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Thursday, 5 March 2009

Missed Prince Charles by seconds

The other week Prince Charles made a flying visit to the QMC (Queen’s Medical Centre) to talk to them about the catering and usage of organic foods on the wards and the difference it had made to the health of the patients. So I thought it would be a good idea to combine a possible meeting with Prince Charles. I’m always bumping in royalty and he’d be more than interested to hear about my blog I’m sure. Other than that I thought it would be different to check out the small but always busy, WRVS café at the Queen’s Medical Centre.

Having missed Charles by seconds – he gave a royal wave as his car passed my bus – I decided to concentrate on the little café instead.

The hospital cafes and shops are staffed by volunteers who serve not only staff and patients and visitors but also raise funds for much-needed hospital equipment and the WRVS. Where possible they return the profits to the hospitals and a leaflet in this café said that they raised £5.6 million in 2006 through WRVS efforts countrywide; benefiting thousands of patients throughout Great Britain. Also on the leaflet they were asking for more volunteers to cover vacancies for café assistants, retail assistants, retail trolley assistants and volunteer recruiters. Their website is

Whilst I was there I had a very reasonably priced egg salad sandwich and a cuppa and did a bit of non-royal people watching. It was pretty packed in this small café; mostly older grey and white haired people that I assumed to be visitors until one old dear next to me got talking to her husband about her eyesight. They have just arrived with some paper cups of tea and the ubiquitous milk cartons and plastic stirrers.

Mrs Old Dear: They said it might be advisable to get a pair of them reading glasses. When I look at the telly I can’t read the writing very well.

Mr Old Dear: Hmmm. (picks up milk carton)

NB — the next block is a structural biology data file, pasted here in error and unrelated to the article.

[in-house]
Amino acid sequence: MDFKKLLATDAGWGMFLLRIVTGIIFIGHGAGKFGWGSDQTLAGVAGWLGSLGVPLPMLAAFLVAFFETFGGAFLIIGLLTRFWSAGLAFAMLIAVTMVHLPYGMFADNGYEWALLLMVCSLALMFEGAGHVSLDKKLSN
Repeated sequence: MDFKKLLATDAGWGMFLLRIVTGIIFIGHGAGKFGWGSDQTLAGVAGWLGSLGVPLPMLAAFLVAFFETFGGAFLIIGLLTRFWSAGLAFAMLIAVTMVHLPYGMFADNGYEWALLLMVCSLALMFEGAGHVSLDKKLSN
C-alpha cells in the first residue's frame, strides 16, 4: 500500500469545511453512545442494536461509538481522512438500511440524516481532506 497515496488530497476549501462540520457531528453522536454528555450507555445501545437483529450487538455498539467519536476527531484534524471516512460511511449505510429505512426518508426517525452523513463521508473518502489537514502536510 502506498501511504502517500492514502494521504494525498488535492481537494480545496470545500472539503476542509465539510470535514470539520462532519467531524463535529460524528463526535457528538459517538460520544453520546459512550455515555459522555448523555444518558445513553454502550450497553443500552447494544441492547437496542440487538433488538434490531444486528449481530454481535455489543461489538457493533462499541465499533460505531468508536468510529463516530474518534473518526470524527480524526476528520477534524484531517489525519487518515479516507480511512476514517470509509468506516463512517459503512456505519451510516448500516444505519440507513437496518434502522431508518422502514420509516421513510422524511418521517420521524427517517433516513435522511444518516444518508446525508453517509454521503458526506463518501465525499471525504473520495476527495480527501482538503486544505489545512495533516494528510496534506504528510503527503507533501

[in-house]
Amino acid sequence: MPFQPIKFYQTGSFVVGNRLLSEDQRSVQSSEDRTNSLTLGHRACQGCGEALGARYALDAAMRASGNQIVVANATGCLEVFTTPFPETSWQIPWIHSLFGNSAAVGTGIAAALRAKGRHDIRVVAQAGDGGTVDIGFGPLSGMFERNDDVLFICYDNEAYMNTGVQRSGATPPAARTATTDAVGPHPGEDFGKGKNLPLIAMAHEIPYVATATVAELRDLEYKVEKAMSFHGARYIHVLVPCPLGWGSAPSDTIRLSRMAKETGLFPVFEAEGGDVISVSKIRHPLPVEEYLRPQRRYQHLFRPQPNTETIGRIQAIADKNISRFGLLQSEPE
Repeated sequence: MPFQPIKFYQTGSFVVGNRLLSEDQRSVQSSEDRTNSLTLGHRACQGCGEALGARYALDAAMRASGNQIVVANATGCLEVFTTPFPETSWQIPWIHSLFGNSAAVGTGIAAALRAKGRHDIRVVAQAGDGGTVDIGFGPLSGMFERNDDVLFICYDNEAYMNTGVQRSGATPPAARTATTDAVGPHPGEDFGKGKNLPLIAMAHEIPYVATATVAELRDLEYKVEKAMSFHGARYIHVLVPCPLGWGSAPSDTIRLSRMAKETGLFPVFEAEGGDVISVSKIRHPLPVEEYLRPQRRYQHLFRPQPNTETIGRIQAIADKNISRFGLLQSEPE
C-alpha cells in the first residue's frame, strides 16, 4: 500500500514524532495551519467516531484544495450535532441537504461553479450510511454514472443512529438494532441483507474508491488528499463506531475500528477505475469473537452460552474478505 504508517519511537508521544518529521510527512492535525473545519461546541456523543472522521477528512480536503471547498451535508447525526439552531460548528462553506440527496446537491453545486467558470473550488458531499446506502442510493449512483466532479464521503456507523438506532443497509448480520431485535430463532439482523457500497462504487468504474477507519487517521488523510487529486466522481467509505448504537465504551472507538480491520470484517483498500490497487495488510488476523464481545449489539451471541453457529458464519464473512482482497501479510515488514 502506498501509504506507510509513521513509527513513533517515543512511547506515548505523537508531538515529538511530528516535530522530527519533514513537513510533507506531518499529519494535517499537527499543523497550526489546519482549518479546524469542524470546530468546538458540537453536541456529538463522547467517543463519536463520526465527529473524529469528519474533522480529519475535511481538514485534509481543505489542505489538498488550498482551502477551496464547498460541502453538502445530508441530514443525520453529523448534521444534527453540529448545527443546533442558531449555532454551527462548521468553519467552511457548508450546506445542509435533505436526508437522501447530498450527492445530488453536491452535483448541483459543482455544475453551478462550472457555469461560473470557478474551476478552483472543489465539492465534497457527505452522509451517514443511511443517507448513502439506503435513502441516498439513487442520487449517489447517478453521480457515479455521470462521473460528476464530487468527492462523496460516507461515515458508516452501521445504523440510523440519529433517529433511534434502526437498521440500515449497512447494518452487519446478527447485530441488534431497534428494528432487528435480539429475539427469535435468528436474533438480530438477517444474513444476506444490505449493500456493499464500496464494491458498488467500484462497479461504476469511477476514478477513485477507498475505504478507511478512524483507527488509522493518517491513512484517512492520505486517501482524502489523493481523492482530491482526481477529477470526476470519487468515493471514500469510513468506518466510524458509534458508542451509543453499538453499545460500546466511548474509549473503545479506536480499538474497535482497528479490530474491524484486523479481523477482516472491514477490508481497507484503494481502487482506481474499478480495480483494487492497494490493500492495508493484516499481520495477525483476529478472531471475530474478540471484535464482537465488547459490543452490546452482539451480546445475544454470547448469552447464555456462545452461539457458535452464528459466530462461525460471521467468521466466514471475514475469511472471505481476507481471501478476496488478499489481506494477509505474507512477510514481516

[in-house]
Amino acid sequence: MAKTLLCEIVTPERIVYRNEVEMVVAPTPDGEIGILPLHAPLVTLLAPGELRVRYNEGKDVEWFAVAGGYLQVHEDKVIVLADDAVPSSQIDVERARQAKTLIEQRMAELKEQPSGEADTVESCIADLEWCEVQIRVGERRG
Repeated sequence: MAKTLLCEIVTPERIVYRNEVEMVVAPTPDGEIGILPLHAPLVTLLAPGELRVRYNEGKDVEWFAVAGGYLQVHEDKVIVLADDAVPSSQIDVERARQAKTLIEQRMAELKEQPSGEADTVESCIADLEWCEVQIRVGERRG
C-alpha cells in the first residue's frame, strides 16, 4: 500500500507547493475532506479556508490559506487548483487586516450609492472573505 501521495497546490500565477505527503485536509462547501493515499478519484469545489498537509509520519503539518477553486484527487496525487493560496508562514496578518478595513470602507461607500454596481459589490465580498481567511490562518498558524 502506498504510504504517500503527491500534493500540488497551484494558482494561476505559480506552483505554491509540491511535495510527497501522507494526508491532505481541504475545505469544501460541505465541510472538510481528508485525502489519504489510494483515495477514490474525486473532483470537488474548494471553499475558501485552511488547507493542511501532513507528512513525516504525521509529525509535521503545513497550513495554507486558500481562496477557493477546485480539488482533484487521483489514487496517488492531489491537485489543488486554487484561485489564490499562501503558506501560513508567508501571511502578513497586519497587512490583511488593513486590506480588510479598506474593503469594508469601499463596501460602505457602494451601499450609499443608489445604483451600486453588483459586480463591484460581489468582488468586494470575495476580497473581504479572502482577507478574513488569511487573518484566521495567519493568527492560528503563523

Mrs Old Dear: They shouted me name out twice for me test. I couldn’t read the letters. Top row was all right. Bottom three rows were all blurred. You listening?

Mr Old Dear: Hmmm. (tries to pull away silver top to pour)

Mrs Old Dear: Give me the milk carton. What you doing? Faffin’ about.

Mrs Old Dear then manages to spurt milk everywhere as she pulls back the strip from the little individual milk carton.

Mrs Old Dear: Oh, for goodness sake! Bob! Have you got a tissue? Quick, it’s going all over the place. (to me, and not noticing my journal writing) Sorry ducky.

Mr Old Dear- whom we now know as Bob - mops up the offending milky mess with a tissue from his pocket. I suddenly notice that he is wearing an off yellow coloured hearing aid and has masses of curly grey ear hair fighting its way out of his right ear. I presume the left one to be the same but neglect to walk round and have a look.

In the background the electronic prescription ready sign blinks away with prescription numbers. 346. 347.348. Prescription ready. Bold green writing on a black background. I remember once being here on a past occasion waiting for a prescription of my own. It seemed to take forever.

A big burly policeman goes by me and I can see his silver set of handcuffs sticking out of a utility belt around his waist (like the 1960’s television hero, Batman).
Note to self: I must be careful taking photos here as I don’t want to have to explain my blogging to a policeman today. Then again, if he arrested me I could do another blog from the police station café.